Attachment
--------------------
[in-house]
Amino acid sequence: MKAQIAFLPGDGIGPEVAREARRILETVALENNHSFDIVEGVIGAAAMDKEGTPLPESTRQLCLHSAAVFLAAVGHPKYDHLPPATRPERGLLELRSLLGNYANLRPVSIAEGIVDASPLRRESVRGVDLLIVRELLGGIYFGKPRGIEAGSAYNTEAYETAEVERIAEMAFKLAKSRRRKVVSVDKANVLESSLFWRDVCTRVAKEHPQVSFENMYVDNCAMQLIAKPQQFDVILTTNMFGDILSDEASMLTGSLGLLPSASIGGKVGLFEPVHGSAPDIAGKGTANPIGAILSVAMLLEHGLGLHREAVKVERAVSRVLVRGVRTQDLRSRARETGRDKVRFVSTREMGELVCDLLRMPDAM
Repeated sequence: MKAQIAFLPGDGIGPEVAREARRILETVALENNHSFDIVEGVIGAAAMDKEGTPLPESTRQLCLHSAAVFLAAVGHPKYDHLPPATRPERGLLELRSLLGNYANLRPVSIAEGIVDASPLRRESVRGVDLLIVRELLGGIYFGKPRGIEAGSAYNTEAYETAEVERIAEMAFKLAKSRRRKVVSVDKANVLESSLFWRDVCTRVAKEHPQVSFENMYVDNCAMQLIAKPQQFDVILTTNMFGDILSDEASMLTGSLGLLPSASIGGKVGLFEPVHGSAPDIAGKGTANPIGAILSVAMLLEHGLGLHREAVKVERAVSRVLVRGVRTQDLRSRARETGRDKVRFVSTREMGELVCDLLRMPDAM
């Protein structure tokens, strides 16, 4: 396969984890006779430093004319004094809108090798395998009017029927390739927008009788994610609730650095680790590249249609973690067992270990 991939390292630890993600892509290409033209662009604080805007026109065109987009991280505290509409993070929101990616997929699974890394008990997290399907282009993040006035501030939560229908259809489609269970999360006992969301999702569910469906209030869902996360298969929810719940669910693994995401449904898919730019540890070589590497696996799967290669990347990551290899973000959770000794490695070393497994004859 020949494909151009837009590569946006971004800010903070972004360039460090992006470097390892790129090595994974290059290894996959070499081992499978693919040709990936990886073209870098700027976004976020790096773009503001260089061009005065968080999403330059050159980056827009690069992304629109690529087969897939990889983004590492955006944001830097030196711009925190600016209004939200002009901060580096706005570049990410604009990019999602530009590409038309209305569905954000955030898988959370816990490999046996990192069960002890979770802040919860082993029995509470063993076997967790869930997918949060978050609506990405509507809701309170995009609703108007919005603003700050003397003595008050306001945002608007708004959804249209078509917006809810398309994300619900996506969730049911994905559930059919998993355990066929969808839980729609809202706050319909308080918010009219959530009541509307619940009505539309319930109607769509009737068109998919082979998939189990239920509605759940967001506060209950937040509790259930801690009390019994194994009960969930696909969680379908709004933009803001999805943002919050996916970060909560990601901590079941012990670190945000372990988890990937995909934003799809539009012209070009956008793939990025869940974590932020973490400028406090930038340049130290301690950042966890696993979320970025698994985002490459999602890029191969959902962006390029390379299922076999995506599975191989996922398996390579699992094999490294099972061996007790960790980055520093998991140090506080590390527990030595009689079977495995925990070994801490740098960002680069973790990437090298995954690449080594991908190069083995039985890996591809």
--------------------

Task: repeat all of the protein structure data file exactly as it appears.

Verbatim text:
[in-house]
Amino acid sequence: MKAQIAFLPGDGIGPEVAREARRILETVALENNHSFDIVEGVIGAAAMDKEGTPLPESTRQLCLHSAAVFLAAVGHPKYDHLPPATRPERGLLELRSLLGNYANLRPVSIAEGIVDASPLRRESVRGVDLLIVRELLGGIYFGKPRGIEAGSAYNTEAYETAEVERIAEMAFKLAKSRRRKVVSVDKANVLESSLFWRDVCTRVAKEHPQVSFENMYVDNCAMQLIAKPQQFDVILTTNMFGDILSDEASMLTGSLGLLPSASIGGKVGLFEPVHGSAPDIAGKGTANPIGAILSVAMLLEHGLGLHREAVKVERAVSRVLVRGVRTQDLRSRARETGRDKVRFVSTREMGELVCDLLRMPDAM
Repeated sequence: MKAQIAFLPGDGIGPEVAREARRILETVALENNHSFDIVEGVIGAAAMDKEGTPLPESTRQLCLHSAAVFLAAVGHPKYDHLPPATRPERGLLELRSLLGNYANLRPVSIAEGIVDASPLRRESVRGVDLLIVRELLGGIYFGKPRGIEAGSAYNTEAYETAEVERIAEMAFKLAKSRRRKVVSVDKANVLESSLFWRDVCTRVAKEHPQVSFENMYVDNCAMQLIAKPQQFDVILTTNMFGDILSDEASMLTGSLGLLPSASIGGKVGLFEPVHGSAPDIAGKGTANPIGAILSVAMLLEHGLGLHREAVKVERAVSRVLVRGVRTQDLRSRARETGRDKVRFVSTREMGELVCDLLRMPDAM
């Protein structure tokens, strides 16, 4: 396969984890006779430093004319004094809108090798395998009017029927390739927008009788994610609730650095680790590249249609973690067992270990 991939390292630890993600892509290409033209662009604080805007026109065109987009991280505290509409993070929101990616997929699974890394008990997290399907282009993040006035501030939560229908259809489609269970999360006992969301999702569910469906209030869902996360298969929810719940669910693994995401449904898919730019540890070589590497696996799967290669990347990551290899973000959770000794490695070393497994004859 020949494909151009837009590569946006971004800010903070972004360039460090992006470097390892790129090595994974290059290894996959070499081992499978693919040709990936990886073209870098700027976004976020790096773009503001260089061009005065968080999403330059050159980056827009690069992304629109690529087969897939990889983004590492955006944001830097030196711009925190600016209004939200002009901060580096706005570049990410604009990019999602530009590409038309209305569905954000955030898988959370816990490999046996990192069960002890979770802040919860082993029995509470063993076997967790869930997918949060978050609506990405509507809701309170995009609703108007919005603003700050003397003595008050306001945002608007708004959804249209078509917006809810398309994300619900996506969730049911994905559930059919998993355990066929969808839980729609809202706050319909308080918010009219959530009541509307619940009505539309319930109607769509009737068109998919082979998939189990239920509605759940967001506060209950937040509790259930801690009390019994194994009960969930696909969680379908709004933009803001999805943002919050996916970060909560990601901590079941012990670190945000372990988890990937995909934003799809539009012209070009956008793939990025869940974590932020973490400028406090930038340049130290301690950042966890696993979320970025698994985002490459999602890029191969959902962006390029390379299922076999995506599975191989996922398996390579699992094999490294099972061996007790960790980055520093998991140090506080590390527990030595009689079977495995925990070994801490740098960002680069973790990437090298995954690449080594991908190069083995039985890996591809």